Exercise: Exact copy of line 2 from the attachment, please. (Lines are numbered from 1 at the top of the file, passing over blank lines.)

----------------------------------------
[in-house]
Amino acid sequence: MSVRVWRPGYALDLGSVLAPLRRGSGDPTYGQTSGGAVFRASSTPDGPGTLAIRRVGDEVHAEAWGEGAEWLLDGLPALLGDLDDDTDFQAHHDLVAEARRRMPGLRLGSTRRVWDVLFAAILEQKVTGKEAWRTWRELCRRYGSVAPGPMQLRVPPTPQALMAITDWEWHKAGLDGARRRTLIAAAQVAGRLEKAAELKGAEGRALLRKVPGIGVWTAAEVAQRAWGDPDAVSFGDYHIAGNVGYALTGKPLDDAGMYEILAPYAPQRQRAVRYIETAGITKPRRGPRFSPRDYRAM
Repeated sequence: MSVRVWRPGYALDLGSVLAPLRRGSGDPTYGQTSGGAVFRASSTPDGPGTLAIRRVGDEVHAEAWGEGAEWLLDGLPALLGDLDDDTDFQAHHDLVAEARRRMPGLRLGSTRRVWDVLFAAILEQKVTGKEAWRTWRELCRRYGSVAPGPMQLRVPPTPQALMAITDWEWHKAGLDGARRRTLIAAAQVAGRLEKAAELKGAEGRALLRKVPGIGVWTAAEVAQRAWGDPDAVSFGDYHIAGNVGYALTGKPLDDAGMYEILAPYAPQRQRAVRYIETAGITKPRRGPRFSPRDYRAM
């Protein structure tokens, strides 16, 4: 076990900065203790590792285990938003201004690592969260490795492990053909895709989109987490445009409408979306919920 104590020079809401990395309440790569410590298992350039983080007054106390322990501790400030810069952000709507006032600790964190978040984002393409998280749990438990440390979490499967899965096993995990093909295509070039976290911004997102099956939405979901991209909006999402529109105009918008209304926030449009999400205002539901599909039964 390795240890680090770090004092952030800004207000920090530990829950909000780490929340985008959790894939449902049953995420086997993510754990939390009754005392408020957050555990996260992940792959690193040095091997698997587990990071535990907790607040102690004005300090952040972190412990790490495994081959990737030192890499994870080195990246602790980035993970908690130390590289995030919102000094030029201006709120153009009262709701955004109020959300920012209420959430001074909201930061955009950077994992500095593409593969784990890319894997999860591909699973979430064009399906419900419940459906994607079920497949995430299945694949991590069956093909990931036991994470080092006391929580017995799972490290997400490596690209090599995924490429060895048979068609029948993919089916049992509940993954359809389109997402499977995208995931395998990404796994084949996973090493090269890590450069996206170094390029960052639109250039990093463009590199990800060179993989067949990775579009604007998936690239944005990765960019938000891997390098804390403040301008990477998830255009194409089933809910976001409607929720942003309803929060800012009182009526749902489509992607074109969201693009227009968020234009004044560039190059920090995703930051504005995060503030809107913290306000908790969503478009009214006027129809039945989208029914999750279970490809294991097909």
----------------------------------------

Amino acid sequence: MSVRVWRPGYALDLGSVLAPLRRGSGDPTYGQTSGGAVFRASSTPDGPGTLAIRRVGDEVHAEAWGEGAEWLLDGLPALLGDLDDDTDFQAHHDLVAEARRRMPGLRLGSTRRVWDVLFAAILEQKVTGKEAWRTWRELCRRYGSVAPGPMQLRVPPTPQALMAITDWEWHKAGLDGARRRTLIAAAQVAGRLEKAAELKGAEGRALLRKVPGIGVWTAAEVAQRAWGDPDAVSFGDYHIAGNVGYALTGKPLDDAGMYEILAPYAPQRQRAVRYIETAGITKPRRGPRFSPRDYRAM